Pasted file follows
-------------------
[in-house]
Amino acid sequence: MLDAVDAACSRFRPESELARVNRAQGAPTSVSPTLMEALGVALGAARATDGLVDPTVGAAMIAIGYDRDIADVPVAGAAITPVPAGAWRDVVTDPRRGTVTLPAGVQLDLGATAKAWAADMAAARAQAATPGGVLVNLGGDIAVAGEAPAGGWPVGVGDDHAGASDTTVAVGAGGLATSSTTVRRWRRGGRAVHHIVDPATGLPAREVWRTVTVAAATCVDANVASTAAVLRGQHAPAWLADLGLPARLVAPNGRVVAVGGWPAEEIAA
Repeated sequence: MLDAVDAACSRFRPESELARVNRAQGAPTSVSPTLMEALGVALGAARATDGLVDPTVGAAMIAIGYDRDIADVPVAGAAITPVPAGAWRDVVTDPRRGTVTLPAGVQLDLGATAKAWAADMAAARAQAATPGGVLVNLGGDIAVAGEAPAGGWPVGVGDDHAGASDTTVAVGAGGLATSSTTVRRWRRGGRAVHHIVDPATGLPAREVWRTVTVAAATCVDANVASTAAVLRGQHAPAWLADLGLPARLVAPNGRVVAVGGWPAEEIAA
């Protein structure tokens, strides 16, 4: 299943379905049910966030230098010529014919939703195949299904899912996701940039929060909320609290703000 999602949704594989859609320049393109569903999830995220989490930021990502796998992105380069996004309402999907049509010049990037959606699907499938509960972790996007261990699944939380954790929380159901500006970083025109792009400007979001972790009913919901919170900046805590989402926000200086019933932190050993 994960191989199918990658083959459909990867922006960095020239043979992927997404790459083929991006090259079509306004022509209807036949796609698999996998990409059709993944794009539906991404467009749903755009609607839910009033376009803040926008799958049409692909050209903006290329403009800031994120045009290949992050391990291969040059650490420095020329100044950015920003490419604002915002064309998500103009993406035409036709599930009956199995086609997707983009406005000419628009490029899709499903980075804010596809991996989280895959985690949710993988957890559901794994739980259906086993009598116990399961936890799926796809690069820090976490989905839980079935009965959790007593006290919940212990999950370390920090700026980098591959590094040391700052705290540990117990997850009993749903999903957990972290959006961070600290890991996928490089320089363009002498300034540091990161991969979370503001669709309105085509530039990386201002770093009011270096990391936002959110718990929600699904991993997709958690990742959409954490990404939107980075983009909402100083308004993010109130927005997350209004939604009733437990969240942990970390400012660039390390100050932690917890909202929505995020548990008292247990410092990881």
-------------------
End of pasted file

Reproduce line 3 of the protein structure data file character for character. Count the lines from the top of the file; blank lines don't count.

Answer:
Repeated sequence: MLDAVDAACSRFRPESELARVNRAQGAPTSVSPTLMEALGVALGAARATDGLVDPTVGAAMIAIGYDRDIADVPVAGAAITPVPAGAWRDVVTDPRRGTVTLPAGVQLDLGATAKAWAADMAAARAQAATPGGVLVNLGGDIAVAGEAPAGGWPVGVGDDHAGASDTTVAVGAGGLATSSTTVRRWRRGGRAVHHIVDPATGLPAREVWRTVTVAAATCVDANVASTAAVLRGQHAPAWLADLGLPARLVAPNGRVVAVGGWPAEEIAA